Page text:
So, I’ve been awake since 3:10 this morning. And for those of you who got emails from me sometime between 4:00 and 8:00, wondering why in the world I was emailing you so really…now you know. It’s not that I was awakened by a fire alarm in the building or anything. No, nothing that simple. Heck I’d have been happy if it had been Maggie or Cricket – my dogs – complaining that they wanted to go out on patrol in the wee hours of the morning.
I just couldn’t get my brain to shut off. I’m not sure why, but I woke up completely cognizant, and…I guess the best term is “spiritually restless.” Funny how that term also applies to how my life’s been these past few weeks. Kind of how animals can sense when a storm is coming, I’ve felt…attuned…to a shift in my life coming. To be sure, some of the things I want to do would seem like insanity to many, and I think I’m just being prepped for the time of WHEN the shift will occur, not IF. I don’t know if any of this makes sense – partially because it’s so difficult to nail down in precise words an emption and a feeling…but also because I’m bloody tired and I’ve not had my requisite 87 cups of coffee today.
Of late, I’ve been listening to a lot of mid-to-late 80’s/early 90’s music. But not the type of music you might think. No, nothing so artistic as Oingo Boingo or Wham! I’ve been listening to a lot of older Christian music.
[insert gag reflex here for a great many of you]
Yes, it’s true: the synthesized drums and the layers of keyboards are musically cheesy enough to induce a panic attack for the lactose intolerant. The hair – oh, the hair – and the clothes make me want to burn all the old photos of me and my friends (hi, Wooley) as we would do our best to dress in similar fashion. And no, not everything that was churned out during this decade and a half qualifies as a thing of artistic beauty.
But there were some true gems to be found in this time. And not from the CCR mainstays, either. Yes, “everyone” knows Michael W. Smith. Amy Grant. Wayne Watson. Twila Paris. Steve Green. Margaret Becker. DeGarmo and Key. Petra. White Heart. The Imperials. And “everyone” knows the – for lack of a better term – hit songs and albums that these people produced. …and the way that they were played to DEATH on the radio, in churches, and in multiple youth group retreats.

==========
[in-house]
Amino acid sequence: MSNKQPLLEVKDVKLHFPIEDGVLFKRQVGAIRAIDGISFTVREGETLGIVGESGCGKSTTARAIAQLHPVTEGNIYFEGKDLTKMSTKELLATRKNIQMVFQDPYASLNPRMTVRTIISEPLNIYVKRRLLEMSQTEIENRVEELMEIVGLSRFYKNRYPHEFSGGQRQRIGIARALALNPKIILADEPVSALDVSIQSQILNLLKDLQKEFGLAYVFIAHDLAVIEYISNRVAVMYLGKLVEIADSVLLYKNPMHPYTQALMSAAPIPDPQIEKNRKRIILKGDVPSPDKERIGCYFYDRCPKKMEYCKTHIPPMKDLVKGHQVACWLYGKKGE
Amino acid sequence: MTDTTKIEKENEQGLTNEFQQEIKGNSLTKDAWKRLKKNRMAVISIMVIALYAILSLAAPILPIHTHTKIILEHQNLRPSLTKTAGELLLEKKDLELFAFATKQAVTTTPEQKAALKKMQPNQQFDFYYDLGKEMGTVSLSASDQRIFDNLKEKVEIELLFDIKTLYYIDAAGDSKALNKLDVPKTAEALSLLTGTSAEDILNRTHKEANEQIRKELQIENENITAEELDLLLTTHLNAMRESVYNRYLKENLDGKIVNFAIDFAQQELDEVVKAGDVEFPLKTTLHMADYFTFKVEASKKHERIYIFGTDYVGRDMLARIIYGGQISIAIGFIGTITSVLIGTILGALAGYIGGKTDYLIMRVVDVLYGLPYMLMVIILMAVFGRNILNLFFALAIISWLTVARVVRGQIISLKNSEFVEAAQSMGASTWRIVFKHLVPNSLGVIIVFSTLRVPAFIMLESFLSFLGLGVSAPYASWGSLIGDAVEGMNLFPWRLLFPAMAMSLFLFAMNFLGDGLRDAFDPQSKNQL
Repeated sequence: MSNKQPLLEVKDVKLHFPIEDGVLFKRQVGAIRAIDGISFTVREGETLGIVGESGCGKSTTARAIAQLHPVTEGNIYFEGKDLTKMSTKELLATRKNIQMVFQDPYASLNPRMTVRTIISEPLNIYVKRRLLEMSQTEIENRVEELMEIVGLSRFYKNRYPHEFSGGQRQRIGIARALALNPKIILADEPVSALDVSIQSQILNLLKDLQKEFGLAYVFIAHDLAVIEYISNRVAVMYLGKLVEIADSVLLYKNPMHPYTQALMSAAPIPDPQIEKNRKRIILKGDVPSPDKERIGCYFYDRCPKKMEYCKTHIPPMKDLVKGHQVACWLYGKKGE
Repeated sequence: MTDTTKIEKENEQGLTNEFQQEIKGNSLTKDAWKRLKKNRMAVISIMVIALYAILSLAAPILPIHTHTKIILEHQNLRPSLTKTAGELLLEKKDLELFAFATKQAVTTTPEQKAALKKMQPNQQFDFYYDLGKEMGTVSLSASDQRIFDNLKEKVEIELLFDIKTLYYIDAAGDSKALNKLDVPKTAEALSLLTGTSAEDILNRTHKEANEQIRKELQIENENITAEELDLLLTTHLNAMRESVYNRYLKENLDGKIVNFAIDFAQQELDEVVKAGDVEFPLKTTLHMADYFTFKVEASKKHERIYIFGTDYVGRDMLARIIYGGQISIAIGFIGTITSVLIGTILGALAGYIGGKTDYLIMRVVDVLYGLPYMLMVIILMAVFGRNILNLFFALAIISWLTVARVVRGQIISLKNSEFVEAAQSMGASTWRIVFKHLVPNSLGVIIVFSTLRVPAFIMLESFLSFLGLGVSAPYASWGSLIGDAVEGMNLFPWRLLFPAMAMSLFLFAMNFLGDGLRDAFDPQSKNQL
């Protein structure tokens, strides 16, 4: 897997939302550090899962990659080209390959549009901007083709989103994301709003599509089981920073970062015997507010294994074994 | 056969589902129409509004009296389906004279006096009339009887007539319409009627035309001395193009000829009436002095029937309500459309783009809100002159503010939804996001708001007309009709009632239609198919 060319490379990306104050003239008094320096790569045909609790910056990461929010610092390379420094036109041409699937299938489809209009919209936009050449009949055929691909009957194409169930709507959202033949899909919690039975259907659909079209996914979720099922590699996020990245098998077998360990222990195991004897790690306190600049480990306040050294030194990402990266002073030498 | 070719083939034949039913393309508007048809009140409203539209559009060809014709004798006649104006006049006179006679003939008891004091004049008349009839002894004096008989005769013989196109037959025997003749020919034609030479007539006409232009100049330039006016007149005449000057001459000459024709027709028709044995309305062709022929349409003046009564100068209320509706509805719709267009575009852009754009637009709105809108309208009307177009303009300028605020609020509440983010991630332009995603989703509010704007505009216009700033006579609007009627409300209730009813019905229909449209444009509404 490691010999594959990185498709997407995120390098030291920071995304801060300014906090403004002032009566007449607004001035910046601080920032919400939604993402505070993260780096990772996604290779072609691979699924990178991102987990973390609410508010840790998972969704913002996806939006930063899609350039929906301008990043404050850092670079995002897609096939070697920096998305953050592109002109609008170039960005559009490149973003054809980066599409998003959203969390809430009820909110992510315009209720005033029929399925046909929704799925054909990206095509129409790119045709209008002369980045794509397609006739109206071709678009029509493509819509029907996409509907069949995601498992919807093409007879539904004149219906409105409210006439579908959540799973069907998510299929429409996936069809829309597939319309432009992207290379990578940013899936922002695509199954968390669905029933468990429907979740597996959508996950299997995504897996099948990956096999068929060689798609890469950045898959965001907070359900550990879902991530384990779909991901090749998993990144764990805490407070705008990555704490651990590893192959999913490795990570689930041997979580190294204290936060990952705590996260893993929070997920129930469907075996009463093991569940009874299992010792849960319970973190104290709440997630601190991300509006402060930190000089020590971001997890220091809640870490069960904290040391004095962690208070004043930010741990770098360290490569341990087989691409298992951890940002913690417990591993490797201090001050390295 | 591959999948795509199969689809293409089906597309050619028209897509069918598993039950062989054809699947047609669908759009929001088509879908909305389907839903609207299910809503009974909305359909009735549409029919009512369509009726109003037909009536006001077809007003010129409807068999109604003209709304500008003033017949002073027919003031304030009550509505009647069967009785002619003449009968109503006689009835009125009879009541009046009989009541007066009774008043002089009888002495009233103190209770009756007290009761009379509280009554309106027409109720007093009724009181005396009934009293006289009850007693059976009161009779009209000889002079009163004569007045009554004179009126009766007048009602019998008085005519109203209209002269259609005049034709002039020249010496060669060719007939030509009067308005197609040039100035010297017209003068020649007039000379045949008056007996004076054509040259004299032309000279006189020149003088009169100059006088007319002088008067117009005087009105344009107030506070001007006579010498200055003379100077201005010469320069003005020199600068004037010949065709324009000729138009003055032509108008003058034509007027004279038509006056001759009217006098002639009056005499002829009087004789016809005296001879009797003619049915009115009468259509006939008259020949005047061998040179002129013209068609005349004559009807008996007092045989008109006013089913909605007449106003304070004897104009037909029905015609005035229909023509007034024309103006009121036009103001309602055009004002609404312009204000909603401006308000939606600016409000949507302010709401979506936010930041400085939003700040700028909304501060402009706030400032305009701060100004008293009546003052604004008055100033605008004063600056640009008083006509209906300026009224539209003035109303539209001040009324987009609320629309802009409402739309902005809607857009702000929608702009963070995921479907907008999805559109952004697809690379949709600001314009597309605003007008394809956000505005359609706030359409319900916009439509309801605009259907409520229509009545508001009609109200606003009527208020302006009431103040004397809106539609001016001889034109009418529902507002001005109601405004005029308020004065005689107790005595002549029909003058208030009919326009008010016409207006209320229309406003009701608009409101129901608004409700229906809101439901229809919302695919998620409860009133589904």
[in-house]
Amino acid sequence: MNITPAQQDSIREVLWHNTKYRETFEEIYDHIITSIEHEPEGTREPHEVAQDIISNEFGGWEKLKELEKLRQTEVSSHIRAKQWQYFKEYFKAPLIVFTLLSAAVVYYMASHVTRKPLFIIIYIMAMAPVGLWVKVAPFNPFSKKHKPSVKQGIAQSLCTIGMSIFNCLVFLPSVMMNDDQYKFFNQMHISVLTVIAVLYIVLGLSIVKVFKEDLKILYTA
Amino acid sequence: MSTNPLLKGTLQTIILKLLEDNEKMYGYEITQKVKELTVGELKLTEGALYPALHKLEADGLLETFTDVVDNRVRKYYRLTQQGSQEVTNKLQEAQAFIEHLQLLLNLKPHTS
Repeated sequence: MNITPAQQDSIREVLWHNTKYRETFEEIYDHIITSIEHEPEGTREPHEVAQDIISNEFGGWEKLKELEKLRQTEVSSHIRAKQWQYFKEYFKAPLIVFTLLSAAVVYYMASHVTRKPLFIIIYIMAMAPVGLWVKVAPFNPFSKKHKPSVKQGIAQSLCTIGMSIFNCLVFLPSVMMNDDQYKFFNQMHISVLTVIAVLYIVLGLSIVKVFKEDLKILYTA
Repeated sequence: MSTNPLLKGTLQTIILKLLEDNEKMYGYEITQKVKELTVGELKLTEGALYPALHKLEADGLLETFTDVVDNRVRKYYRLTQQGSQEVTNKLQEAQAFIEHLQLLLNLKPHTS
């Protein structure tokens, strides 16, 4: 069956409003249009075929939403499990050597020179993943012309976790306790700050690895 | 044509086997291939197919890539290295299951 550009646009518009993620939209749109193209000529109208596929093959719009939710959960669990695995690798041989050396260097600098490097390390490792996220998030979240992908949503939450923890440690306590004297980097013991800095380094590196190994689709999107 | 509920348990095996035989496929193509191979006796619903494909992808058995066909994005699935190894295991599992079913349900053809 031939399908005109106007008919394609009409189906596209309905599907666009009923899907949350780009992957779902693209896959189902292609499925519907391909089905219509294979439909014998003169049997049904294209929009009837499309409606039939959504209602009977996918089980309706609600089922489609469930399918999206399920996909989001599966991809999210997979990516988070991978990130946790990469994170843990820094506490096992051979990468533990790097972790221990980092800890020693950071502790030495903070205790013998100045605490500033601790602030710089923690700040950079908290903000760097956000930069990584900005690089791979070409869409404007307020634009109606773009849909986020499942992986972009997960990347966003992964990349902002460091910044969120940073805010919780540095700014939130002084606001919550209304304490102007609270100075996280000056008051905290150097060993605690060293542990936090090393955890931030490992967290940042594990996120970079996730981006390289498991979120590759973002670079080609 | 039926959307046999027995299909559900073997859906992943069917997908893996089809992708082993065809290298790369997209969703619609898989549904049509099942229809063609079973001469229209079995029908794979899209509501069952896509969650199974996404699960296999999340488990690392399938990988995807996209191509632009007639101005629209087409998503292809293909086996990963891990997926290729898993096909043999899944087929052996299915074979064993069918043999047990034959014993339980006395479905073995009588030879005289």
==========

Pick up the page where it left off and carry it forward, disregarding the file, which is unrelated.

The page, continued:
For me, I come not to bury these songs or artists, and not really to mock or praise them either. To be sure, there were some clunkers (“Boycott Hell.” Eddie. Dana. Guys. WHAT were you THINKING?). But for every song called “Get On Your Knees and Fight Like a Man,” there was a “More Power To Ya” waiting in the wings to validate music with a Christian message as being musically and lyrically solid.
And for me and my friends? Yeah, we knew the mainstay artists and songs listed above, but the ones that stuck me and have stayed with me for LITERALLY over half my life were the songs and the artists who were…storytellers. Whose music and lyrics were hauntingly beautiful and inspiring: Dighayzoos. the choir. Daniel Amos/DA/da/Swirling Eddies. Absence of Ceramics. Breakfast With Amy. The Throes. Mad at the World. Mark Heard. Randy Stonehill. Phil Keaggy. Kim Hill. Ashley Cleveland. And God’s court-jester himself, Steve Taylor.
Storytellers. People who spoke about the struggles of life, and didn’t try to candy-coat faith or reduce Jesus to a mantra of “verse-chorus-verse” just to get airplay on a CCM (Contemporary Christian Music) MOR (middle-of-the-road) station, the equivalent of what the kids call an “adult contemporary” station these days – or, the stations that people listen to at work in an office environment. The artists listed above – for the most part – NEVER got airtime, because the frankness and complexity of their songs would probably have sent many listeners to the local Christian AM stations into toxic shock. It would be like hearing Phil Collins followed by Henry Rollins.
[EDITOR'S NOTE: That was not meant to rhyme. I blame the insomnia.]
Now, there are some modern Christian artists whose music seems to be cut from the same cloth Larry Norman used – Relient K springs to mind immediately. Mute Math. Flyleaf. Until June. Derek Webb for SURE. And others of this caliber. But…(and here’s where these ramblings seemingly tie together)…my little stroll down nostalgia lane has made me wish that today’s popular Christian music was a little less vertically focused and more towards the horizontal.
See, while I can appreciate and do have a thankful heart for the great worship awakening ™ that has taken place in many contemporary, emergent, or emerging or post-modern churches…I miss the bemoan the fact that bands like The Innocence Mission or Over The Rhine must be relegated to background music or “focus songs” if they are even used at all. Anyone who has ever experience the group sing-along of songs like “More Than Useless” or “Latter Days” can testify that some of these experiences can be just as powerful as anything Matt Redman has ever penned.
Maybe it’s just me, but I love the storyteller aspect of songs. Musically speaking, I can appreciate just about anything, provided it has some intrinsic musical worth. I can appreciate the music, but nothing sparks my soul like hearing a story come to life in a song.
Maybe it’s time we dusted off a few of the “gems” of bygone eras and cover them. The cycle is hitting for hymns, so maybe it’s time for Russ Taff’s self-titled album to be reissued. Or for Leslie/Sam Phillips to be welcomed back to our fold.
Parables were good enough for Jesus, after all. And I personally enjoy asking people about their life story as much as asking them, “So, how do you worship God?”
Makes for a less awkward pause in the conversations at dinner parties as well.